4. aurally identify and transcribe harmonic progressions using secondary dominant 7th chords, non-dominant 7th chords, Neapolitan and augmented 6th chords, altered dominants, and modulation to distantly-related keys.
5. perform rhythms featuring irregular beat divisions and polyrhythms and/or in asymmetrical meters.
6. sight-sing chromatic, modulating, modal, and post-tonal melodies.

Course Content

A. Borrowed chords and medieval modes
B. Chromatic mediants
C. Neapolitan and augmented 6th chords
D. 9th, 11th, and 13th chords
E. Altered dominants
F. Enharmonic spelling of chords
G. 20th century techniques such as: Impressionism, tone rows, set theory, pandiatonicism and polytonality, advanced uses of meter and rhythm
H. Musicianship skills:
1. Analysis, singing, and dictation of chromatic and modal melodies including modulations to distantly-related keys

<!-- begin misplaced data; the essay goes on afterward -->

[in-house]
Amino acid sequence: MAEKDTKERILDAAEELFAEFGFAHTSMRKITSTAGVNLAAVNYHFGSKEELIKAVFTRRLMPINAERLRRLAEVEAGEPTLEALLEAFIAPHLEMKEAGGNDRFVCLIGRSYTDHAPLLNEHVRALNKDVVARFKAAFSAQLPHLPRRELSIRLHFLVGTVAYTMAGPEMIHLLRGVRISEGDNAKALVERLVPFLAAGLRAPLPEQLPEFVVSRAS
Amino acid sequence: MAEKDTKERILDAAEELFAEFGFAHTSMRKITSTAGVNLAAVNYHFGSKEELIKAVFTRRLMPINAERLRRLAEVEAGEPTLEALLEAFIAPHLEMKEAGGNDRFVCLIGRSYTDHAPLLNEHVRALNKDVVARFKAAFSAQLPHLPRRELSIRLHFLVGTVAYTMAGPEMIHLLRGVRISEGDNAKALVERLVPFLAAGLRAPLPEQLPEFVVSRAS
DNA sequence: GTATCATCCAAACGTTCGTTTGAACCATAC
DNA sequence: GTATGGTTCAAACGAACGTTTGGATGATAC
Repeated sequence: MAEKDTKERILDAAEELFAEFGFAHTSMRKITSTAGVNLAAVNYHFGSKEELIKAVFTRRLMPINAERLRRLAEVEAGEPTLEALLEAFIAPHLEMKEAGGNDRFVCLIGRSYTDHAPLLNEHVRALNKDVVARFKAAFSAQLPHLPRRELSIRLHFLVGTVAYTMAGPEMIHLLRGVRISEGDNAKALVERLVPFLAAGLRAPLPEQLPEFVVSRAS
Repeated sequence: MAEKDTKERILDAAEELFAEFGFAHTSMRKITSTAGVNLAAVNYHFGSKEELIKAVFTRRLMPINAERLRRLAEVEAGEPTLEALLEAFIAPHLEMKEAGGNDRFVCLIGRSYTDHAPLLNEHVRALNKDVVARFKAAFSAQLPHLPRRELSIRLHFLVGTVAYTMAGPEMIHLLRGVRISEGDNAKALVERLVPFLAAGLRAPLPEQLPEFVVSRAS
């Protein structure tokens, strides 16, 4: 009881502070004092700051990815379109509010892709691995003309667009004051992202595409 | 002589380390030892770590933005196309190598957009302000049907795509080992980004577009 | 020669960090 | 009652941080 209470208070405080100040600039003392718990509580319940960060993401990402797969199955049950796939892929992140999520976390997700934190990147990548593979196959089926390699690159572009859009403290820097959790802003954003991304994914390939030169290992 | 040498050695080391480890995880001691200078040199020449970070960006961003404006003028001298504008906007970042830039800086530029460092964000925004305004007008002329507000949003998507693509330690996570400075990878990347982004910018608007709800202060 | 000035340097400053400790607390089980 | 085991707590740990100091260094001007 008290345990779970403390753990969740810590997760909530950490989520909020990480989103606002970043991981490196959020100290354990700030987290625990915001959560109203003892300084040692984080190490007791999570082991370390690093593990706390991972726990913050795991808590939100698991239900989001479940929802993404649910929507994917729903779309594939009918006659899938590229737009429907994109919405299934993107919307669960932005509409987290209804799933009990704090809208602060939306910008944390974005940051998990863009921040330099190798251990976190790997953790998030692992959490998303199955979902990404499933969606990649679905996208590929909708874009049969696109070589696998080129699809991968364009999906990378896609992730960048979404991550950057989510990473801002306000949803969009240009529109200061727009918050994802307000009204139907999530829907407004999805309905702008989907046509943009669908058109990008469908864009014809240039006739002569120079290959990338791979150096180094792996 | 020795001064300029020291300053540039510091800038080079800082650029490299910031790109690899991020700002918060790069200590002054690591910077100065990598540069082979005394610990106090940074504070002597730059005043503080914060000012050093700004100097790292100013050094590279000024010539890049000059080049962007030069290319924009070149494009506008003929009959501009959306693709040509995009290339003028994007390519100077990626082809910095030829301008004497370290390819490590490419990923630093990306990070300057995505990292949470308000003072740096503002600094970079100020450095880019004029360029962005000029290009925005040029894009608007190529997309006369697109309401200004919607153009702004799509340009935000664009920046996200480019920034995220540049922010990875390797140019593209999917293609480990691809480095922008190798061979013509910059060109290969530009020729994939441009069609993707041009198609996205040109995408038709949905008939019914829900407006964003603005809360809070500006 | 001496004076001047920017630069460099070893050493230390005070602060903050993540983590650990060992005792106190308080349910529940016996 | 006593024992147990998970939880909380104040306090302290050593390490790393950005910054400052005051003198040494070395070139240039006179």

2. Harmonic dictation including secondary dominant 7th chords, non-dominant 7th chords, Neapolitan and augmented 6th chords, altered dominants, and modulations to distantly-related keys
3. Aural identification and singing of the whole-tone, pentatonic, and octatonic scales
4. Sight-singing melodies using synthetic scales and modes
5. Analysis and dictation of chord progressions in the Medieval modes
6. Analysis and dictation of tone rows and post-tonal melodies
7. Dictation of rhythms featuring irregular beat divisions and/or asymmetrical meters
8. Sight-singing music in multiple parts appropriate to the topics covered
9. Error detection in rhythm, harmony, and/or solfgeggio

Lab Content

Laboratory Exercises: Weekly supervised lab exercises in the Theory/Piano Lab. Each lab exercise may be individual or consist of group activities and covers assigned reading and lecture topics as well as applied musical skills such as sight-singing (solfege), ear training, and rhythmic and melodic dictation.

Special Facilities and/or Equipment

A. classroom with midi keyboards and/or pianos, staff-lined blackboards, stereo/CD player.